People claiming Incapacity Benefit can volunteer for as long as they want. The rule that people receiving Incapacity Benefit could only volunteer for 16 hours a week no longer exists. Volunteering does not affect your "permitted work".
People who have refugee status or have exceptional leave to remain are allowed to do any type of work, including voluntary work. You may have a letter saying that you must not engage in paid work - but this does not apply to roles that are voluntary and you are entitled to receive out-of-pocket expenses.
However, if you do want to help with a project for children, we will undertake a check with the Criminal Records Bureau (CRB) and if you are a recent arrival this can take some time.
Volunteers should not be out of pocket when they work with us, and we will reimburse expenses.
To ensure we safeguard and protect the children we work with, we have a number of pre-registration checks before recruiting for some positions. The NSPCC is entitled to ask questions about a volunteer's entire criminal record because it is exempted from the Rehabilitation of Offenders Act 1974.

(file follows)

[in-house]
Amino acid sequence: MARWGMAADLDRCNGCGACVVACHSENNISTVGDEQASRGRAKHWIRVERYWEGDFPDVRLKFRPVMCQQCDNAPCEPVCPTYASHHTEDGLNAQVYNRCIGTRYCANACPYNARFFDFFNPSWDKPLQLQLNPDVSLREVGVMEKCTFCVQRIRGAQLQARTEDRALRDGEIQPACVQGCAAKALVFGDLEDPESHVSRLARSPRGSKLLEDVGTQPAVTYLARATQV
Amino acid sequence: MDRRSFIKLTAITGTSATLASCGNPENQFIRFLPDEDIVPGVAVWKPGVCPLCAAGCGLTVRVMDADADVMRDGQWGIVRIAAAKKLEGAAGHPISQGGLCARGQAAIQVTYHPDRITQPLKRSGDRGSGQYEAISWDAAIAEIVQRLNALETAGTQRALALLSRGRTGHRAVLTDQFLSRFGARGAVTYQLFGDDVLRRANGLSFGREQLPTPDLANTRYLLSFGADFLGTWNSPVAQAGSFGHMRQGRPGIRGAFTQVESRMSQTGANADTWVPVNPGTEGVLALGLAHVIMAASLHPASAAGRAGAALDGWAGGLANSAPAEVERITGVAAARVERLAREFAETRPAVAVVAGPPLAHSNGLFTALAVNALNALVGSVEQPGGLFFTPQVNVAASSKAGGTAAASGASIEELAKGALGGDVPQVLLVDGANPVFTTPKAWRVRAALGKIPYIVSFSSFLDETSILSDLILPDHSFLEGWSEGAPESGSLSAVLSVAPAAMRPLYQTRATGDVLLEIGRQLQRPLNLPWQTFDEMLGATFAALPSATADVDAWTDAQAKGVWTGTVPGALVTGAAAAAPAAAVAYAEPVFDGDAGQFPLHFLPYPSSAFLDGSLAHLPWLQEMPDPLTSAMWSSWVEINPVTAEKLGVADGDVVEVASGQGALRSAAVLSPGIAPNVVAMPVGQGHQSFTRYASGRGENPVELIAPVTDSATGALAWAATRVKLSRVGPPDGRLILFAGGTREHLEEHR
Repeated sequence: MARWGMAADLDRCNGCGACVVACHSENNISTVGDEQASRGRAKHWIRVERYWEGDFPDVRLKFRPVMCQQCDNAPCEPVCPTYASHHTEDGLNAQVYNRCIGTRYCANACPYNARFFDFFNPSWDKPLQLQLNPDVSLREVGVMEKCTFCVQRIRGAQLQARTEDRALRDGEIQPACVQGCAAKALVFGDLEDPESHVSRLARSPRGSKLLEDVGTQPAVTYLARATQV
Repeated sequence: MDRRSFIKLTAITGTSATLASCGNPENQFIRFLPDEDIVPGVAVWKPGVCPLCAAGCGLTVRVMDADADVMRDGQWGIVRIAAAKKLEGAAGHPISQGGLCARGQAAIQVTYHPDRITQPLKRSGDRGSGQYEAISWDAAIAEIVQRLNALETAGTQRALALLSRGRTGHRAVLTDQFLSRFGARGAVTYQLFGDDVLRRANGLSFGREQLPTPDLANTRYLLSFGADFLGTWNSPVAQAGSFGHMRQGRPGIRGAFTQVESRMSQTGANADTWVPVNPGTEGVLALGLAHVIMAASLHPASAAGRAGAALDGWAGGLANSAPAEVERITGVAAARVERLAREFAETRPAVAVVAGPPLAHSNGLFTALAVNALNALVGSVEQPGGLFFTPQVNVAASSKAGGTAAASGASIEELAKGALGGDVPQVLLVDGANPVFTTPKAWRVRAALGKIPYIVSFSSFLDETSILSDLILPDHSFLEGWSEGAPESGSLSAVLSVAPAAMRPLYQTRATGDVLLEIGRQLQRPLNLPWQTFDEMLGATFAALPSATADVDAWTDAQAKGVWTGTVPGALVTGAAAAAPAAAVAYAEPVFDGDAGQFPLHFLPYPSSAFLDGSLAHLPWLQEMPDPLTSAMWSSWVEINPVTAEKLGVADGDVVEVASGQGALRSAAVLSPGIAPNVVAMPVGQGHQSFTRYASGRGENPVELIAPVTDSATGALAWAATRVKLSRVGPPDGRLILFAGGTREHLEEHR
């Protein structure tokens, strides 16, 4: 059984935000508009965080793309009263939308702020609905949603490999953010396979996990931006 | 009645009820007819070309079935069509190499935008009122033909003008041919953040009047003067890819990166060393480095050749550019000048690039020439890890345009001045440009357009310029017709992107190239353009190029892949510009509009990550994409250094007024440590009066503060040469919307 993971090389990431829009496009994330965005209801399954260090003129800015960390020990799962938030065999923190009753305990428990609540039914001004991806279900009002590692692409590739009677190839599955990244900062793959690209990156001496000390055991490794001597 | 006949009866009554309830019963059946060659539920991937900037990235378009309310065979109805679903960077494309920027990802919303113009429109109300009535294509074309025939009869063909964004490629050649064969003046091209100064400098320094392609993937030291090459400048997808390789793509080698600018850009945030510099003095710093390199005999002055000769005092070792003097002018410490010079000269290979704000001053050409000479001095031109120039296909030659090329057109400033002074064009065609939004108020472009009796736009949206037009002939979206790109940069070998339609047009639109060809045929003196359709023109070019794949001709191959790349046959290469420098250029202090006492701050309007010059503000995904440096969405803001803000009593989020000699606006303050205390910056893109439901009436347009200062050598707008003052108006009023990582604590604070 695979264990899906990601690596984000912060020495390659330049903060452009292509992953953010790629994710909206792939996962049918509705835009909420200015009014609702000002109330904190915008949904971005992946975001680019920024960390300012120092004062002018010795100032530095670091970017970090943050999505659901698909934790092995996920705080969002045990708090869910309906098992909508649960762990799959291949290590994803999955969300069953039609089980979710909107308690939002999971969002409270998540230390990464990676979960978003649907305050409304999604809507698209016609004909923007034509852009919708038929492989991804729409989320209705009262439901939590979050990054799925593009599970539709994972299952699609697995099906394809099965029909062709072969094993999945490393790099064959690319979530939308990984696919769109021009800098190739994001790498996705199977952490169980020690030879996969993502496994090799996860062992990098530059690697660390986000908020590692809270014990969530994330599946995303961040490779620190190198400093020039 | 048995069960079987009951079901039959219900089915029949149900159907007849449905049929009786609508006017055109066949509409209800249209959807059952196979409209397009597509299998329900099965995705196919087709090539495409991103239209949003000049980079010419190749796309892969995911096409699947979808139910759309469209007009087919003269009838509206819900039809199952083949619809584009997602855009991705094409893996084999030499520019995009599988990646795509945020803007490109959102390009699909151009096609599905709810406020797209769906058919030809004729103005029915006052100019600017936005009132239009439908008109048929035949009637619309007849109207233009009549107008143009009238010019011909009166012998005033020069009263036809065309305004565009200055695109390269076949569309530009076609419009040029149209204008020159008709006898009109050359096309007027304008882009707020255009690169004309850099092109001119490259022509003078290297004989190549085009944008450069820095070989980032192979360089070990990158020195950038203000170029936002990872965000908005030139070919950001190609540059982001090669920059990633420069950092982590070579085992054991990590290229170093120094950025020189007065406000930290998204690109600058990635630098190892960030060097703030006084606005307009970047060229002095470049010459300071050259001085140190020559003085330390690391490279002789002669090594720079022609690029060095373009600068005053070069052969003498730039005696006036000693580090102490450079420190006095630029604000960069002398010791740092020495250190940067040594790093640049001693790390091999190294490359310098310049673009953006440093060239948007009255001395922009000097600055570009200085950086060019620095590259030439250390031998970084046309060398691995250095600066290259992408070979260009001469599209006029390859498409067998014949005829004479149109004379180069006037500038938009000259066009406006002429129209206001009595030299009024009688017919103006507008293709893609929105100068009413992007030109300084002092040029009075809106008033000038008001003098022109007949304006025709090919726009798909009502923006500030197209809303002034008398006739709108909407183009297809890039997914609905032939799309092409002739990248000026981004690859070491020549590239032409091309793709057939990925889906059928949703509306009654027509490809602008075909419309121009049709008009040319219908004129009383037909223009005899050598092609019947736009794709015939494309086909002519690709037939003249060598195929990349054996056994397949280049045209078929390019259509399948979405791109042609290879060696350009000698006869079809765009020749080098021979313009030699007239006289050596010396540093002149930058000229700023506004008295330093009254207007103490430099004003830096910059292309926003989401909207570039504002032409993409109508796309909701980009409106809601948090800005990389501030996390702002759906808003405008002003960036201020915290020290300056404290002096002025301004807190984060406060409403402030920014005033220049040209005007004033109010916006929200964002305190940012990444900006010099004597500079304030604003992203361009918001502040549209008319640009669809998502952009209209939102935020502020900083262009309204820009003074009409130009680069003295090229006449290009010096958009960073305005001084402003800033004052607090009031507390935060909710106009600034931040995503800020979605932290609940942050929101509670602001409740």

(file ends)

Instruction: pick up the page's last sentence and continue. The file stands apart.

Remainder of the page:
Having a criminal record does not necessarily bar someone from volunteering. It depends on the nature of the position applied for, and the circumstances and background of the offences.
We will ask for your consent to a clearance check. Any information supplied will be treated in confidence and in accordance with the Data Protection Act. You do not have to agree to these checks but objecting could affect your recruitment.
We seek information on criminal records in two ways. Firstly, the safeguarding form requires volunteers to supply written information on any convictions, cautions, reprimands or final warnings, both spent and unspent. Secondly, the volunteer will be asked to undergo a check via the Criminal Records Bureau (England and Wales) or POCVA (Northern Ireland); this will be either a Standard Disclosure or an Enhanced Disclosure depending on the nature of the volunteer role.
Standard Disclosure - would be needed for a role whose duties involve regular contact with children. A Standard Disclosure contains details of any spent and unspent convictions, cautions, reprimands and final warnings recorded by the police centrally. It will also indicate if there are no such matters on record.
Enhanced Disclosure - would be needed for a role whose duties involved regularly caring for, training, supervising or being in sole charge of children aged under 18. An Enhanced Disclosure will contain the same information as a Standard Disclosure but may also contain non-conviction information from local police records considered relevant.
We would also carry out checks against our own child protection database.
More information will be available when you visit the project and any queries you have about this process can be addressed then.
We can only consider placements if they are supported by an official agency or government department in your own country. This is because volunteers may need support to find accommodation and also need funding for everyday expenses which we are unable to meet.